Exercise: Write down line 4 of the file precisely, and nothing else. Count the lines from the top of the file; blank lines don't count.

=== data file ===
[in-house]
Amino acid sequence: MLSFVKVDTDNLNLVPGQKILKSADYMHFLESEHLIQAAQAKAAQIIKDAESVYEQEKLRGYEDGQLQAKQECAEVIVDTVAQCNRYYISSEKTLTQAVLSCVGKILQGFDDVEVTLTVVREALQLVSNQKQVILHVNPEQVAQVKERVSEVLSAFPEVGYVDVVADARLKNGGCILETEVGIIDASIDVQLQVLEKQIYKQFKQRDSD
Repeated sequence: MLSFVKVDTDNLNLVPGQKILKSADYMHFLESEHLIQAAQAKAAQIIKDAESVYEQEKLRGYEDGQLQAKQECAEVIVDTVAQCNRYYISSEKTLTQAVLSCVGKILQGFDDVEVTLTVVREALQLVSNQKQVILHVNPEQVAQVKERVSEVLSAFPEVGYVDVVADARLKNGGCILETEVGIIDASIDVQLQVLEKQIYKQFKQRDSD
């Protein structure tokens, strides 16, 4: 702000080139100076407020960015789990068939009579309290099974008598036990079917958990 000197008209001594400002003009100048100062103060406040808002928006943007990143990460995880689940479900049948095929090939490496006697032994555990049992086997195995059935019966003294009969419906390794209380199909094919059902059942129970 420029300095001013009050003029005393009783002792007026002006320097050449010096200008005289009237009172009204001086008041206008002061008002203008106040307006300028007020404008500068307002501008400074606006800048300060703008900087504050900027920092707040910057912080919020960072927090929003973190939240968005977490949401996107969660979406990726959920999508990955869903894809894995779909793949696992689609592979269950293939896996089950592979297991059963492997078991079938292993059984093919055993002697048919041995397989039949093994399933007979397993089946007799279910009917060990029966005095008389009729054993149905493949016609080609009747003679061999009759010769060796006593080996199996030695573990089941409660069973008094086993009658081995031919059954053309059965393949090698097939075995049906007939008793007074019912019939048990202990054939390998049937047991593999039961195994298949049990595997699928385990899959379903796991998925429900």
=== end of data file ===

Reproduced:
């Protein structure tokens, strides 16, 4: 702000080139100076407020960015789990068939009579309290099974008598036990079917958990 000197008209001594400002003009100048100062103060406040808002928006943007990143990460995880689940479900049948095929090939490496006697032994555990049992086997195995059935019966003294009969419906390794209380199909094919059902059942129970 420029300095001013009050003029005393009783002792007026002006320097050449010096200008005289009237009172009204001086008041206008002061008002203008106040307006300028007020404008500068307002501008400074606006800048300060703008900087504050900027920092707040910057912080919020960072927090929003973190939240968005977490949401996107969660979406990726959920999508990955869903894809894995779909793949696992689609592979269950293939896996089950592979297991059963492997078991079938292993059984093919055993002697048919041995397989039949093994399933007979397993089946007799279910009917060990029966005095008389009729054993149905493949016609080609009747003679061999009759010769060796006593080996199996030695573990089941409660069973008094086993009658081995031919059954053309059965393949090698097939075995049906007939008793007074019912019939048990202990054939390998049937047991593999039961195994298949049990595997699928385990899959379903796991998925429900």